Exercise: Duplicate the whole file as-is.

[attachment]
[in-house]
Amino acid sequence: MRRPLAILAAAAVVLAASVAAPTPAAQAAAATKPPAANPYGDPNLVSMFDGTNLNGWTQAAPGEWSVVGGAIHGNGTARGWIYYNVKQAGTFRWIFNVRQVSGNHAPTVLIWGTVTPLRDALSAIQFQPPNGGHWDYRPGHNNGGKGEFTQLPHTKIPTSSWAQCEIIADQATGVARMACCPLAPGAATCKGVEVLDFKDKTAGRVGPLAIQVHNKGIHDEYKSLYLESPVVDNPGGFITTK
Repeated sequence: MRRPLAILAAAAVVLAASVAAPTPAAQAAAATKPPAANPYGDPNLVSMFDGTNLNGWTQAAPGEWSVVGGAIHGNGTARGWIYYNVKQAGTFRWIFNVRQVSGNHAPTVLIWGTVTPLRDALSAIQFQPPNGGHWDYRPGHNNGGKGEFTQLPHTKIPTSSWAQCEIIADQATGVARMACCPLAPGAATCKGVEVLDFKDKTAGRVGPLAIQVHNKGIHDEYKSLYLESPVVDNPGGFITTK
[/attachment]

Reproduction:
[in-house]
Amino acid sequence: MRRPLAILAAAAVVLAASVAAPTPAAQAAAATKPPAANPYGDPNLVSMFDGTNLNGWTQAAPGEWSVVGGAIHGNGTARGWIYYNVKQAGTFRWIFNVRQVSGNHAPTVLIWGTVTPLRDALSAIQFQPPNGGHWDYRPGHNNGGKGEFTQLPHTKIPTSSWAQCEIIADQATGVARMACCPLAPGAATCKGVEVLDFKDKTAGRVGPLAIQVHNKGIHDEYKSLYLESPVVDNPGGFITTK
Repeated sequence: MRRPLAILAAAAVVLAASVAAPTPAAQAAAATKPPAANPYGDPNLVSMFDGTNLNGWTQAAPGEWSVVGGAIHGNGTARGWIYYNVKQAGTFRWIFNVRQVSGNHAPTVLIWGTVTPLRDALSAIQFQPPNGGHWDYRPGHNNGGKGEFTQLPHTKIPTSSWAQCEIIADQATGVARMACCPLAPGAATCKGVEVLDFKDKTAGRVGPLAIQVHNKGIHDEYKSLYLESPVVDNPGGFITTK